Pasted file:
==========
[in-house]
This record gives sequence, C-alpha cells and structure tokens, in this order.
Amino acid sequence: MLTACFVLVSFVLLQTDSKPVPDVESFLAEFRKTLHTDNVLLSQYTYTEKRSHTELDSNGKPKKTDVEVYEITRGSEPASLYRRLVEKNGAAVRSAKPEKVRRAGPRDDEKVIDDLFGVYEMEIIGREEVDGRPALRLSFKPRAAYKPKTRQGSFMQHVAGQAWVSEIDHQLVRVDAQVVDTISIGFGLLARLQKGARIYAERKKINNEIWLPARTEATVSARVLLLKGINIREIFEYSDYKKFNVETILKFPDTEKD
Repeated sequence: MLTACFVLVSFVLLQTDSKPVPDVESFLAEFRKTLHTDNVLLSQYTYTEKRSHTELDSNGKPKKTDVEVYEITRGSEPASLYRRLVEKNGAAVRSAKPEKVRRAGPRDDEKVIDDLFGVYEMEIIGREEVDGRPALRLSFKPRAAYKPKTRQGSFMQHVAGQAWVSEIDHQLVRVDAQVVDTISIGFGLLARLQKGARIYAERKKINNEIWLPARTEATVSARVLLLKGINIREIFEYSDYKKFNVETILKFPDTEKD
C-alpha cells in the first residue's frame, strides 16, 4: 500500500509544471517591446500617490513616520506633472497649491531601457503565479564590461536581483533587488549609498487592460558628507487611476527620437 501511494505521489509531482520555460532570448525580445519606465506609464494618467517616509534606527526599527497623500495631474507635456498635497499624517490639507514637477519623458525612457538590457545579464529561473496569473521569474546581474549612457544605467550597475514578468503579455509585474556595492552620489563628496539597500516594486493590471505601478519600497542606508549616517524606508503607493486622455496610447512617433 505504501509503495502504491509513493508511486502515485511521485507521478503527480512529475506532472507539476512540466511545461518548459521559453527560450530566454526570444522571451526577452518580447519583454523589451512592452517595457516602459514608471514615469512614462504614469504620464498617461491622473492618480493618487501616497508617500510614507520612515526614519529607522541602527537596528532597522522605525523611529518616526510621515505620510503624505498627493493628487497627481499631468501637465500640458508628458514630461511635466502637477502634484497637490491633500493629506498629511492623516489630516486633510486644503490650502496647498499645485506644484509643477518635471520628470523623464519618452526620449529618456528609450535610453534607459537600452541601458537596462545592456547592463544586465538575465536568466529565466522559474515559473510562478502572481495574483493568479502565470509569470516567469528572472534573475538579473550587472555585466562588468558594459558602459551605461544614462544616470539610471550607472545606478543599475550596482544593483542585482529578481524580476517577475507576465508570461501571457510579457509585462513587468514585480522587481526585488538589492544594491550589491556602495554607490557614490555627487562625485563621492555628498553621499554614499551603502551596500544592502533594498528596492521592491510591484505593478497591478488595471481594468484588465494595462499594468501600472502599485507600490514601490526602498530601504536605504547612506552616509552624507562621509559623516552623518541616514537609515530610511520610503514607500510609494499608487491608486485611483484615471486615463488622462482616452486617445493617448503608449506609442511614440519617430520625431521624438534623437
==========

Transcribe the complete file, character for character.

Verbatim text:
[in-house]
This record gives sequence, C-alpha cells and structure tokens, in this order.
Amino acid sequence: MLTACFVLVSFVLLQTDSKPVPDVESFLAEFRKTLHTDNVLLSQYTYTEKRSHTELDSNGKPKKTDVEVYEITRGSEPASLYRRLVEKNGAAVRSAKPEKVRRAGPRDDEKVIDDLFGVYEMEIIGREEVDGRPALRLSFKPRAAYKPKTRQGSFMQHVAGQAWVSEIDHQLVRVDAQVVDTISIGFGLLARLQKGARIYAERKKINNEIWLPARTEATVSARVLLLKGINIREIFEYSDYKKFNVETILKFPDTEKD
Repeated sequence: MLTACFVLVSFVLLQTDSKPVPDVESFLAEFRKTLHTDNVLLSQYTYTEKRSHTELDSNGKPKKTDVEVYEITRGSEPASLYRRLVEKNGAAVRSAKPEKVRRAGPRDDEKVIDDLFGVYEMEIIGREEVDGRPALRLSFKPRAAYKPKTRQGSFMQHVAGQAWVSEIDHQLVRVDAQVVDTISIGFGLLARLQKGARIYAERKKINNEIWLPARTEATVSARVLLLKGINIREIFEYSDYKKFNVETILKFPDTEKD
C-alpha cells in the first residue's frame, strides 16, 4: 500500500509544471517591446500617490513616520506633472497649491531601457503565479564590461536581483533587488549609498487592460558628507487611476527620437 501511494505521489509531482520555460532570448525580445519606465506609464494618467517616509534606527526599527497623500495631474507635456498635497499624517490639507514637477519623458525612457538590457545579464529561473496569473521569474546581474549612457544605467550597475514578468503579455509585474556595492552620489563628496539597500516594486493590471505601478519600497542606508549616517524606508503607493486622455496610447512617433 505504501509503495502504491509513493508511486502515485511521485507521478503527480512529475506532472507539476512540466511545461518548459521559453527560450530566454526570444522571451526577452518580447519583454523589451512592452517595457516602459514608471514615469512614462504614469504620464498617461491622473492618480493618487501616497508617500510614507520612515526614519529607522541602527537596528532597522522605525523611529518616526510621515505620510503624505498627493493628487497627481499631468501637465500640458508628458514630461511635466502637477502634484497637490491633500493629506498629511492623516489630516486633510486644503490650502496647498499645485506644484509643477518635471520628470523623464519618452526620449529618456528609450535610453534607459537600452541601458537596462545592456547592463544586465538575465536568466529565466522559474515559473510562478502572481495574483493568479502565470509569470516567469528572472534573475538579473550587472555585466562588468558594459558602459551605461544614462544616470539610471550607472545606478543599475550596482544593483542585482529578481524580476517577475507576465508570461501571457510579457509585462513587468514585480522587481526585488538589492544594491550589491556602495554607490557614490555627487562625485563621492555628498553621499554614499551603502551596500544592502533594498528596492521592491510591484505593478497591478488595471481594468484588465494595462499594468501600472502599485507600490514601490526602498530601504536605504547612506552616509552624507562621509559623516552623518541616514537609515530610511520610503514607500510609494499608487491608486485611483484615471486615463488622462482616452486617445493617448503608449506609442511614440519617430520625431521624438534623437